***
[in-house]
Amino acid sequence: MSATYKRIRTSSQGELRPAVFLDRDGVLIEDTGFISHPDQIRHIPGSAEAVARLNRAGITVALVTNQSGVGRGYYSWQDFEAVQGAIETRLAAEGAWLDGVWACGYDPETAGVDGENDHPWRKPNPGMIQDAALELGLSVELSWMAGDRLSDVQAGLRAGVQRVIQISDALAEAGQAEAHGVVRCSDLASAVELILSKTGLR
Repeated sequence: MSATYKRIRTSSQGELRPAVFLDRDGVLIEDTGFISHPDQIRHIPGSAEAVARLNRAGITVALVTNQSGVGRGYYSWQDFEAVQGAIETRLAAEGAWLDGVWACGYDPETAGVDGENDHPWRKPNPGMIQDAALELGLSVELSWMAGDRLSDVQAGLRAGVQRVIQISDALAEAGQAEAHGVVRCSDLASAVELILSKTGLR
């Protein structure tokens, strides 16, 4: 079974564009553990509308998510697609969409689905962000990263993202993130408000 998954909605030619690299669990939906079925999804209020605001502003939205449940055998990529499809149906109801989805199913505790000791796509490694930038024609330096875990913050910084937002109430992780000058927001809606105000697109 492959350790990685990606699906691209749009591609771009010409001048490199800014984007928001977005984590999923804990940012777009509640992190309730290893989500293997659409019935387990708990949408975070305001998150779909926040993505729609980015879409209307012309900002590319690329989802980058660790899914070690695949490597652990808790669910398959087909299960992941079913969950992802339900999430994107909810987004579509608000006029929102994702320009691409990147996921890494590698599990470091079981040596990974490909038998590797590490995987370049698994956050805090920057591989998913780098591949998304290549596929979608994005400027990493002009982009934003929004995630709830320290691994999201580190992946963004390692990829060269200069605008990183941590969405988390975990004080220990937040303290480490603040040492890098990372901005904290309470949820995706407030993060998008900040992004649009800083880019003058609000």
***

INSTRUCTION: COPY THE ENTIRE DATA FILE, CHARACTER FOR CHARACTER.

[in-house]
Amino acid sequence: MSATYKRIRTSSQGELRPAVFLDRDGVLIEDTGFISHPDQIRHIPGSAEAVARLNRAGITVALVTNQSGVGRGYYSWQDFEAVQGAIETRLAAEGAWLDGVWACGYDPETAGVDGENDHPWRKPNPGMIQDAALELGLSVELSWMAGDRLSDVQAGLRAGVQRVIQISDALAEAGQAEAHGVVRCSDLASAVELILSKTGLR
Repeated sequence: MSATYKRIRTSSQGELRPAVFLDRDGVLIEDTGFISHPDQIRHIPGSAEAVARLNRAGITVALVTNQSGVGRGYYSWQDFEAVQGAIETRLAAEGAWLDGVWACGYDPETAGVDGENDHPWRKPNPGMIQDAALELGLSVELSWMAGDRLSDVQAGLRAGVQRVIQISDALAEAGQAEAHGVVRCSDLASAVELILSKTGLR
């Protein structure tokens, strides 16, 4: 079974564009553990509308998510697609969409689905962000990263993202993130408000 998954909605030619690299669990939906079925999804209020605001502003939205449940055998990529499809149906109801989805199913505790000791796509490694930038024609330096875990913050910084937002109430992780000058927001809606105000697109 492959350790990685990606699906691209749009591609771009010409001048490199800014984007928001977005984590999923804990940012777009509640992190309730290893989500293997659409019935387990708990949408975070305001998150779909926040993505729609980015879409209307012309900002590319690329989802980058660790899914070690695949490597652990808790669910398959087909299960992941079913969950992802339900999430994107909810987004579509608000006029929102994702320009691409990147996921890494590698599990470091079981040596990974490909038998590797590490995987370049698994956050805090920057591989998913780098591949998304290549596929979608994005400027990493002009982009934003929004995630709830320290691994999201580190992946963004390692990829060269200069605008990183941590969405988390975990004080220990937040303290480490603040040492890098990372901005904290309470949820995706407030993060998008900040992004649009800083880019003058609000």